Cross training with kettlebells and ellipticals

October 24, 2013

To really achieve the maximum benefits from physical fitness, it’s important to cross train. This involves participating in both cardiovascular and strength building workouts, whether you follow one after the other or alternate days.

Cross training ensures that your entire body, from your muscles and heart to your internal organs and brain, is in great shape. You’ll be stronger mentally and physically with both cardio and strength training, which can be achieved with home fitness equipment. Additionally, the more stable your muscles are, the better form you’ll have when performing cardio. You need solid leg muscles to keep you moving and a stable core to keep proper stance and form.

An excellent option for cross training is to work out on a home elliptical machine along with kettlebells. Combining kettlebells with an elliptical is a stellar way to ensure you’re maximizing your physical fitness and getting in the best possible shape.

Training with Kettlebells
A kettlebell is a cast-iron cannonball-shaped weight with a handle used for strength training. This aids are swung and lifted to create a dynamic workout that also provides cardiovascular and range-of-motion effects for the entire body.

When working out with this equipment, you are in constant motion, burning a large amount of calories and increasing your heart rate. The frequent swinging motion with a kettlebell also works to amp up your muscle performance.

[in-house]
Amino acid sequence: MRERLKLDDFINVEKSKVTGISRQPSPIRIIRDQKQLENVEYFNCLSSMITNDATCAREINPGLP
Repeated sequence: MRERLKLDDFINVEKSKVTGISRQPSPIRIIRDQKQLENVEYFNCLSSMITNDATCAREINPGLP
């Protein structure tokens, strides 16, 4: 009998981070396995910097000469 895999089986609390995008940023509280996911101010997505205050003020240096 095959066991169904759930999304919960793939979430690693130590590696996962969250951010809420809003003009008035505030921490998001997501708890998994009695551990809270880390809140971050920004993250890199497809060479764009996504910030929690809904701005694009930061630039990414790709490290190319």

Aside from swinging, you can also perform traditional bicep curls, squats, shoulder presses, lunges and other strength exercises with a kettlebell.

Training with an elliptical
In addition to strength training, aerobic exercise is major component of a fitness plan. After working out with kettlebells (whether it’s right after or during the following day) you can cross train on elliptical fitness equipment, like a True PS300 Home Elliptical Trainer.

Elliptical exercise machines are great options for someone who wants a strenuous cardio workout with less impact on the joints. Because you moves in a ski-like motion, there’s minimal stress put in the knees and ankles. You can still burn calories and get a challenging cardio workout without having to worry about being in pain afterward.

To reap the most benefits from an elliptical workout, you’ll want to create a plan. You can increase the resistance to make the movement more challenging or alternate the speeds at which you move. For a workout with varying resistance levels, you can climb hills. Put the resistance level higher when going uphill, then lower it as you go downhill. Alternative between high and low resistance levels for the duration of your workout. Intervals are another great training option, as this will require you engage in sprints alternating with regular cardio to push your calorie burning even more.